C and E
Integrity and loss of control are typically terms to describe one's personal life rather than IP telephony security.
B and F
Secure signaling is accomplished through Transport Layer Security (TLS). This security is crucial because CallManager sends the keys for SRTP (which secures the media) through signaling to the IP phone.
D and F
The trusted introducer and its clients must trust the root of a system. The root guarantees the identity of the trusted introducer. Only the trusted introducer can guarantee the authenticity of any member of the system.
C and D
In Cisco IP telephony PKI infrastructures, the CAPF has a self-signed certificate because the IP phones refer to this as the CA of the PKI. Only the Cisco IP Phone 7940, 7960, and 7970 (and subsequent) models can have LSCs because these are the only models that support device security at this point.
C and F
Securing enrollment through a PKI can be a sticky situation. The best method is to perform the enrollment over a trusted network (or significantly secured public network). Otherwise, you must manually perform mutual out-of-band authentication between the PKI user and CA.
CAPF enrollment supports the use of authentication strings. This is known as the manual enrollment method, which requires the administrator to visit each IP phone he wants to enroll and enter the correct string from the CAPF.
The CTL client uses a smart token for key storage. This smart token exists on a USB key attached to the server running the CTL client. The smart token never leaves the key, but, rather, acts as a separate authentication engine to validate the CTL.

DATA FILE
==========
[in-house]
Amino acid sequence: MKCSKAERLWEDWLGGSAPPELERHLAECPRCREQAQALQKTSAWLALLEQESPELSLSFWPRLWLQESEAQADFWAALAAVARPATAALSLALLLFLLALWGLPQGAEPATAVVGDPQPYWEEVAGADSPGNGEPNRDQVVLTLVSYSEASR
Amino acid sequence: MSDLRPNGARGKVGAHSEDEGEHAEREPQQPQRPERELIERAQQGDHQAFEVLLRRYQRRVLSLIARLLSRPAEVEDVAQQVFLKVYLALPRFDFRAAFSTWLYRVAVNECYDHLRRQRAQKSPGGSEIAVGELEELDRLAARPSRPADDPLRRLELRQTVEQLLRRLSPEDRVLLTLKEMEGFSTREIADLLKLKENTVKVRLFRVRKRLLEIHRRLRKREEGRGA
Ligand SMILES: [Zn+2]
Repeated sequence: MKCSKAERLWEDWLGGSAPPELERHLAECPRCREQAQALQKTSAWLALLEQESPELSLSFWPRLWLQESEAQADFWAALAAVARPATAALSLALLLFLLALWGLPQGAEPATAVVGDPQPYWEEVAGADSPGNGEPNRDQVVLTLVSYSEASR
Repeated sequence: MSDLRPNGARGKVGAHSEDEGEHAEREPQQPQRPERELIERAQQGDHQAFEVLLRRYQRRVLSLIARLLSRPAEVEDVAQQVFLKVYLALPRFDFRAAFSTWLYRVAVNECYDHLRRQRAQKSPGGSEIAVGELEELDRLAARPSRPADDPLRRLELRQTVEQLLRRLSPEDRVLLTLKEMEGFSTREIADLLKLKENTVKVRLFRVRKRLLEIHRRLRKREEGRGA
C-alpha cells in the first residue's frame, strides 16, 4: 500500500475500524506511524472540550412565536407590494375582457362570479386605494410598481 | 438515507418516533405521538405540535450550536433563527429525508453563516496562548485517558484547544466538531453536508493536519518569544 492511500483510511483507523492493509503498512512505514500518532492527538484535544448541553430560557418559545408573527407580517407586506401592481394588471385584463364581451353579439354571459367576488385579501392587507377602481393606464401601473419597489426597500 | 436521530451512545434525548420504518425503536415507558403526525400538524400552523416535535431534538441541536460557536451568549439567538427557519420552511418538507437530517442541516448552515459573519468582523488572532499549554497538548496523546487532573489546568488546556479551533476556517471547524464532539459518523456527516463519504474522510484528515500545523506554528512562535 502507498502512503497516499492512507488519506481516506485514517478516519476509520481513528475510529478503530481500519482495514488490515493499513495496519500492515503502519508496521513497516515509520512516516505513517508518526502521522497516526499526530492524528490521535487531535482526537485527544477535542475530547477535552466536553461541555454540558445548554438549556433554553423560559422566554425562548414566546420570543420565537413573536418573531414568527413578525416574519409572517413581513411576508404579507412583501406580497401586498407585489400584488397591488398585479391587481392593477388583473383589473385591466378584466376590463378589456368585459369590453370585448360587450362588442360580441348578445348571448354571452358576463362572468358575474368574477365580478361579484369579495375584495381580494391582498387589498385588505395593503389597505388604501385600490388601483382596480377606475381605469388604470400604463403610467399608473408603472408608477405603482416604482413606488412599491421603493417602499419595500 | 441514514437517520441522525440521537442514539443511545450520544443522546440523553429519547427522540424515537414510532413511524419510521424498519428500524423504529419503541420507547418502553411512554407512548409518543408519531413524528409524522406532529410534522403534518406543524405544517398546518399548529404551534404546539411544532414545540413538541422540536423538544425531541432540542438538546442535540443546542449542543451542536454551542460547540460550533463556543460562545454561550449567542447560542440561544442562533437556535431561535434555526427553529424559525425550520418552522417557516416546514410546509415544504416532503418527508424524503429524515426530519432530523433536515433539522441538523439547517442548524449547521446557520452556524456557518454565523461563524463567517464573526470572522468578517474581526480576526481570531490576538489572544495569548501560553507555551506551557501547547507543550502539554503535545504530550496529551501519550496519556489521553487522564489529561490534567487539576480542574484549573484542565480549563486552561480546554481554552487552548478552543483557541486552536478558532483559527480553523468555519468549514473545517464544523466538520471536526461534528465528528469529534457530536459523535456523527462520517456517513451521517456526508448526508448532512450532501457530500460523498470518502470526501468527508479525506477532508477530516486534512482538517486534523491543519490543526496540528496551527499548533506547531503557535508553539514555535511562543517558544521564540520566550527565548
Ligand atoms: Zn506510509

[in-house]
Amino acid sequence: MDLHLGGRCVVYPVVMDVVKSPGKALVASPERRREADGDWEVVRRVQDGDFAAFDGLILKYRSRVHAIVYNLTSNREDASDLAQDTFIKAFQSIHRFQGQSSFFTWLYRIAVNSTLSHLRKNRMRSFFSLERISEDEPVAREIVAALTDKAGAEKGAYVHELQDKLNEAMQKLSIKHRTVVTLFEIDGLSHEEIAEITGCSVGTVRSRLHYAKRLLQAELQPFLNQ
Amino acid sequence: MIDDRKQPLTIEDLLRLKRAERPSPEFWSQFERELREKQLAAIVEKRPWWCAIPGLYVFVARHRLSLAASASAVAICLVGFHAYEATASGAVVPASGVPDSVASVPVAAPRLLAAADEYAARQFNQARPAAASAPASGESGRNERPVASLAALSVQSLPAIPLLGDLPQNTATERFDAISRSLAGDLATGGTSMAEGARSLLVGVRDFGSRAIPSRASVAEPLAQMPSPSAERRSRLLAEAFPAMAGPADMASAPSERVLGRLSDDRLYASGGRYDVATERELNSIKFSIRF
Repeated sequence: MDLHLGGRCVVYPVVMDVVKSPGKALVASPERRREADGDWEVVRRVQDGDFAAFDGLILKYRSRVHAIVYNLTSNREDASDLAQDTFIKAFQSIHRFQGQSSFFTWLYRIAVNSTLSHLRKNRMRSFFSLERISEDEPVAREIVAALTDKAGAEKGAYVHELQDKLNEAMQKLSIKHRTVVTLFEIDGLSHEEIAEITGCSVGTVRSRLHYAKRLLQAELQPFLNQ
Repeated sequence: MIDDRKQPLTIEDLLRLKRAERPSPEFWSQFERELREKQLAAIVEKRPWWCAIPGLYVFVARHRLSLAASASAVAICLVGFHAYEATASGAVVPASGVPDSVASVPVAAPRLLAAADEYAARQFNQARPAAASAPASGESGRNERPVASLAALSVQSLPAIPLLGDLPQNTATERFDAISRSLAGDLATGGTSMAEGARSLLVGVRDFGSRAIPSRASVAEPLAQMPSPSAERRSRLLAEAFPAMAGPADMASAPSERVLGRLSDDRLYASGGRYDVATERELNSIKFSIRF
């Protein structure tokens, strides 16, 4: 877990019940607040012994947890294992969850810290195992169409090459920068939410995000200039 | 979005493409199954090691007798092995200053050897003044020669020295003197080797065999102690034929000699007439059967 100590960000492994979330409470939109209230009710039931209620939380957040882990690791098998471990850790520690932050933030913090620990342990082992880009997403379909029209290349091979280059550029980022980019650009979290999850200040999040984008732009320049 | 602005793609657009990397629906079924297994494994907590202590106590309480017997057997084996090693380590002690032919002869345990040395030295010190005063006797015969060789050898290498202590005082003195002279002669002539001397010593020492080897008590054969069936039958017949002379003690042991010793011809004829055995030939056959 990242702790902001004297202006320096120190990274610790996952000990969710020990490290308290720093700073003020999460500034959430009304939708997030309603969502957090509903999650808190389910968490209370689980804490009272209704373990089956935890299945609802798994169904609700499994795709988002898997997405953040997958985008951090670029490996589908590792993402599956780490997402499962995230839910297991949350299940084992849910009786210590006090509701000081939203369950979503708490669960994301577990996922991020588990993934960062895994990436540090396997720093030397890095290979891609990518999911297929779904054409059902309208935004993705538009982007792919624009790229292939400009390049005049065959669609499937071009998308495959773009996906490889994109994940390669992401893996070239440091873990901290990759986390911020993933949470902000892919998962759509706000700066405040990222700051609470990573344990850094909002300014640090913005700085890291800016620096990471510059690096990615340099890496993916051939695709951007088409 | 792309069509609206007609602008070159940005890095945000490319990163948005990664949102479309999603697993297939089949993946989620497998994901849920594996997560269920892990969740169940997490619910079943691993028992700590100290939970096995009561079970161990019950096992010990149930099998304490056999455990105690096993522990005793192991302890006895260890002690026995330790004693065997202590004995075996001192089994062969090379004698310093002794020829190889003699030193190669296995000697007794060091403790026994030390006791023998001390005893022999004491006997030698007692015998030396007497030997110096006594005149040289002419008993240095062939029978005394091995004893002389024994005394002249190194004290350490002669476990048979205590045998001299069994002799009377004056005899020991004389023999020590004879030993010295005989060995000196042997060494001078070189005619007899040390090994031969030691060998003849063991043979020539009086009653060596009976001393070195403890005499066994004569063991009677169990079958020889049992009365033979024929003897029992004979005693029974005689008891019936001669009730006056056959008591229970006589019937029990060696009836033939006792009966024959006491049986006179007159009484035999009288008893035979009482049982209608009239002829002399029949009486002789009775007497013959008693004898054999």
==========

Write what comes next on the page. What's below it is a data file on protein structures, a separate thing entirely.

TLS allows both the server and the IP phone to authenticate each other through a signed certificate. This also allows them to authenticate the signaling message to ensure they came from the correct source.
B and D
Certificates are only exchanged between the Cisco CallManager server and the IP phone. The IP phones themselves do not exchange certificates directly. Likewise, the encrypted transmission of SRTP session keys occurs between the IP phones and the Cisco CallManager rather than between the IP phones.
The most accurate list of tasks is to enable services, set cluster to mixed mode, create a signed CTL, deploy certificates to the IP phones, and set the device security mode.
Part I: Cisco CallManager Fundamentals
Introduction to Cisco Unified Communications and Cisco Unified CallManager
Cisco Unified CallManager Clustering and Deployment Options
Cisco Unified CallManager Installation and Upgrades
Part II: IPT Devices and Users
Cisco IP Phones and Other User Devices
Configuring Cisco Unified CallManager to Support IP Phones
Cisco IP Telephony Users
Cisco Bulk Administration Tool
Part III: IPT Network Integration and Route Plan
Cisco Catalyst Switches
Configuring Cisco Gateways and Trunks
Cisco Unified CallManager Route Plan Basics
Cisco Unified CallManager Advanced Route Plans
Configuring Hunt Groups and Call Coverage
Implementing Telephony Call Restrictions and Control
Implementing Multiple-Site Deployments
Part IV: VoIP Features
Configuring User Features, Part 1
Configuring User Features, Part 2
Configuring Cisco Unified CallManager Attendant Console
Configuring Cisco IP Manager Assistant
Part V: IPT Security
Securing the Windows Operating System
Securing Cisco Unified CallManager Administration
Preventing Toll Fraud
Hardening the IP Phone
Understanding Cryptographic Fundamentals
Understanding the Public Key Infrastructure
Understanding Cisco IP Telephony Authentication and Encryption Fundamentals
Configuring Cisco IP Telephony Authentication and Encryption
Part VI: IP Video
Introducing IP Video Telephony
Configuring Cisco VT Advantage
Part VII: IPT Management
Introducing Database Tools and Cisco Unified CallManager Serviceability
Configuring Alarms and Traces
Using Additional Management and Monitoring Tools
Part VIII: Appendix
Appendix A. Answers to Review Questions